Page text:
In the midst of South Africa’s commemoration of Women’s Month, South African professor Rashida Manjoo has warned that the global struggle for women’s rights is far from over. Prof Manjoo is also the United Nations Special Rapporteur on violence against women and is described as “one of the world’s top experts and combatants of violence against women”.
Prof Manjoo is an academic at the Department of Public Law at the University of Cape Town. On the 8th August 2014, she was awarded the International Human Rights Award from the American Bar Association (ABA) Section of Litigation. The scholar was praised for devoting her career to “addressing the brutality and oppression rooted in inequality and gender-based discrimination”.
Speaking to VOC Drivetime, Prof Manjoo acknowledged that global progress was being made towards recognising the gender equality and non-discrimination rights of women, both in law and in practise. She noted that more than 150 countries across the world had gender equality and non-discrimination entrenched in their constitution. However, the challenge at present was the “disconnect between theory and practise”.
“We may have amazing legislation and more awareness that women’s rights are human rights. The challenge of course is practise and implementation, and giving life to the paper laws that we have in so many parts of the world,” she explained.
Prof Manjoo highlighted a disturbing trend in many countries, where there was a sense of disacknowledgement that women had the same human rights as men. She highlighted the use of religion, culture, and tradition as just one manner of justifying the ill-treatment of women.
India as a case study
India in particular, has long been regarded as a country where cultural tradition has out-muscled the basic human rights of women. However, these cultural barriers have been shaken in recent years, most notably as a result of the uproar that followed the brutal gang rape of a Delhi woman in 2012.
Prof Manjoo said the incident served as a trigger that made visible a systemic and structural problem in the country. The incident raised the anger of Indian society to such an extent, that it became a catalyst for breaking the silence of women’s rights abuse.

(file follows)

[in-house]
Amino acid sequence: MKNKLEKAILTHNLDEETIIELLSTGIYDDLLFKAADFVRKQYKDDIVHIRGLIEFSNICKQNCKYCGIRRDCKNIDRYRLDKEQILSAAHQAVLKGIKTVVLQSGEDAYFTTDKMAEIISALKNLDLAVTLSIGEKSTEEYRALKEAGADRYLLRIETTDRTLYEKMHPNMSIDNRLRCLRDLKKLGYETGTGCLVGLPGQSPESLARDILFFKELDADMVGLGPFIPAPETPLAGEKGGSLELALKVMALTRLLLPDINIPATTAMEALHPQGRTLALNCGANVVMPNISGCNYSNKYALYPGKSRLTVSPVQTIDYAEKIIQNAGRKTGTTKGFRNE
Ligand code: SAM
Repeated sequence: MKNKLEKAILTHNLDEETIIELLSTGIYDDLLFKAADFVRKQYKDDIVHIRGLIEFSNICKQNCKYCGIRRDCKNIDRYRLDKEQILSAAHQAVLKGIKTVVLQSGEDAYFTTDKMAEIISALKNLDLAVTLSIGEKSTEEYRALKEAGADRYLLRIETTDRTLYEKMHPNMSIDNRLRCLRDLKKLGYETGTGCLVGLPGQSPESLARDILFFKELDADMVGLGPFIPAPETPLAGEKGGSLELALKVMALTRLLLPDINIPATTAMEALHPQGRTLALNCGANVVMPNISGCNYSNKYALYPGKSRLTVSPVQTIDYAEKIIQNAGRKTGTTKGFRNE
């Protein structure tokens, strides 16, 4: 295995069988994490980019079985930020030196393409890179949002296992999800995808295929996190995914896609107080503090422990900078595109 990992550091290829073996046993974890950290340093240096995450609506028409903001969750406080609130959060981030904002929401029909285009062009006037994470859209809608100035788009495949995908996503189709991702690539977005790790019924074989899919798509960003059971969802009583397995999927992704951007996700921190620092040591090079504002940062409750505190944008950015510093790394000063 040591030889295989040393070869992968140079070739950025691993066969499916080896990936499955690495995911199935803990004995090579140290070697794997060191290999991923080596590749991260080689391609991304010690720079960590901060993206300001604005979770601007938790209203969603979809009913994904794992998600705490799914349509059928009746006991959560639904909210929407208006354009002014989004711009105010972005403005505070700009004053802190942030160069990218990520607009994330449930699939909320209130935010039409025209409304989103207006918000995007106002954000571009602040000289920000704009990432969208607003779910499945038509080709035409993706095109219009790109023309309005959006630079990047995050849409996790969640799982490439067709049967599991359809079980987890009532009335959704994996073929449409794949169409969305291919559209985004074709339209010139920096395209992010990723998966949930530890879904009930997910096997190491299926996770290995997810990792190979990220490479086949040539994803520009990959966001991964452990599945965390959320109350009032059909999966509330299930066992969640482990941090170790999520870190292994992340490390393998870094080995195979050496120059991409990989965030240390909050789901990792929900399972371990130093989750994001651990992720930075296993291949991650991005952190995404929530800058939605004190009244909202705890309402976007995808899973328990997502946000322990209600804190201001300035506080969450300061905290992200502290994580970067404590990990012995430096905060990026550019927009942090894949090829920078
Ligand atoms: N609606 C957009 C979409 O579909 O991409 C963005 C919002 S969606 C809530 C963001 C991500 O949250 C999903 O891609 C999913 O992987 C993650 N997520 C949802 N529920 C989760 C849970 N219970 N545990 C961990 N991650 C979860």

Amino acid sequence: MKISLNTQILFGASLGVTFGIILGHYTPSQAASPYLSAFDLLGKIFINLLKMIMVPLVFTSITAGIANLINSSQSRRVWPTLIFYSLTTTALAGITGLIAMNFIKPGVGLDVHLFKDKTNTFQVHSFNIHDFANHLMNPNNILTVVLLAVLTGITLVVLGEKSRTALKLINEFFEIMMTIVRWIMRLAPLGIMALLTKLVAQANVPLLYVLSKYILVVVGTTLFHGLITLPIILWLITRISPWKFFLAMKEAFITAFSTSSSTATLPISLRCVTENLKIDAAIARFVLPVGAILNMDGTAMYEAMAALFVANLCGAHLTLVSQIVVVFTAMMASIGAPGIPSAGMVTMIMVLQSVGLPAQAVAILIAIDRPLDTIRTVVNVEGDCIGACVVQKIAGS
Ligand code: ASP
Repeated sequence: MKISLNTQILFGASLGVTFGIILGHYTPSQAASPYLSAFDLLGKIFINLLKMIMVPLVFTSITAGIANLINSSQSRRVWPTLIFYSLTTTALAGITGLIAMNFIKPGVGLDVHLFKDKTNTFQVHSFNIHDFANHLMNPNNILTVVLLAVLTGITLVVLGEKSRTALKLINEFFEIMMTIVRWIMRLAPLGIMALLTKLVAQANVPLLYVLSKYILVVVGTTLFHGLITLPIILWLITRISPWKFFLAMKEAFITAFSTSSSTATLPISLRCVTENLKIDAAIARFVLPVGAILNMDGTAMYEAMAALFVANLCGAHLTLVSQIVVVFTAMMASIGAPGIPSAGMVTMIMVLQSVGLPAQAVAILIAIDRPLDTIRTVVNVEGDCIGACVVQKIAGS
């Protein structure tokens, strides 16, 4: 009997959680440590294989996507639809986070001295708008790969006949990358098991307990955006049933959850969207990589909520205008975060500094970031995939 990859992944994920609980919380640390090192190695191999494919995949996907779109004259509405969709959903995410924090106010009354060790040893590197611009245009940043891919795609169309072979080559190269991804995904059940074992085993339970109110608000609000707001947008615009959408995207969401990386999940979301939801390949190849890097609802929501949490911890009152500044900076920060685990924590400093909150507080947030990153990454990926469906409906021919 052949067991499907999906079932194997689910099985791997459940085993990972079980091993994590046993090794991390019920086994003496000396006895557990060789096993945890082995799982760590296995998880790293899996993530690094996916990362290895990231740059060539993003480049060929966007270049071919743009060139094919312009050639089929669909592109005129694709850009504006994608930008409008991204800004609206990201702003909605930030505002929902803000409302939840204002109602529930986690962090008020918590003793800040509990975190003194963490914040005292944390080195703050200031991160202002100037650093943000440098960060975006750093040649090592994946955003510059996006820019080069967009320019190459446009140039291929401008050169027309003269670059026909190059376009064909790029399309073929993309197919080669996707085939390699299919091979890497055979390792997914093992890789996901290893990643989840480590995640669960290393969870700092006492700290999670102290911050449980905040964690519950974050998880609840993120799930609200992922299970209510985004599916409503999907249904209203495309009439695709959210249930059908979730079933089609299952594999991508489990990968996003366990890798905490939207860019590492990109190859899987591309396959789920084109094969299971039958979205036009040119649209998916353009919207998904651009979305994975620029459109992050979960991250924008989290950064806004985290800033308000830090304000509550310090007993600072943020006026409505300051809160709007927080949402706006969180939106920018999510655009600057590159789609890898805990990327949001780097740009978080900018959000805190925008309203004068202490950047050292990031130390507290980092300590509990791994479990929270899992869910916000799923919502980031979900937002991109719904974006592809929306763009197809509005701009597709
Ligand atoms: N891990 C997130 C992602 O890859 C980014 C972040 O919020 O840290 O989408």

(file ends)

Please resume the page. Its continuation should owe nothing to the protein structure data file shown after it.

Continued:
“The Indian government did respond through law reform, which included the death penalty for rape cases. The government on the other hand has not responded to address the root, structural causes of violence against women in India, in the way that it should have,” she said.
There have also been high rates of women’s rights abuses in countries that have experienced episodes of political violence, including South Africa, and most recently Egypt. Manjoo suspected that in these post conflict areas, these incidents had became “privatised”.
“You are looking at societies where there is a prevalence of weapons, you have highly militarised men, and an inability of the state to protect people in public spaces because of the failing police systems. This does lead to a sense of insecurity,” she said.
Prof Manjoo is an advocate for a holistic approach to understanding and addressing discrimination and violence against women.
“The importance of accountability as the norm for acts of violence against women cannot be over-emphasised, more especially within a context of generalised impunity for violence in the public and private spheres.”
On a local front, during the Apartheid era, a significant number of women played critical roles in the struggle for freedom. In August, South Africans pay tribute to the thousands who marched towards the Union Buildings in August 1956. The march was considered a major turning point in the country’s battle against oppression and highlighted the role of women in the Apartheid struggle.
Prof Manjoo noted that there were seminal moments in the country’s history, apart from the 1956 march, where women have stood up and made their voices heard. However, she said there was a lack of honouring this memory amongst the majority of South Africans.
“We take it for granted that there has been this struggle, and we’ve move on. But if you analyse what the struggles were, whether it was about land, access to economic resources and opportunities, or a right to a life free of violence, these are struggles that continue today,” she said. VOC (Mubeen Banderker)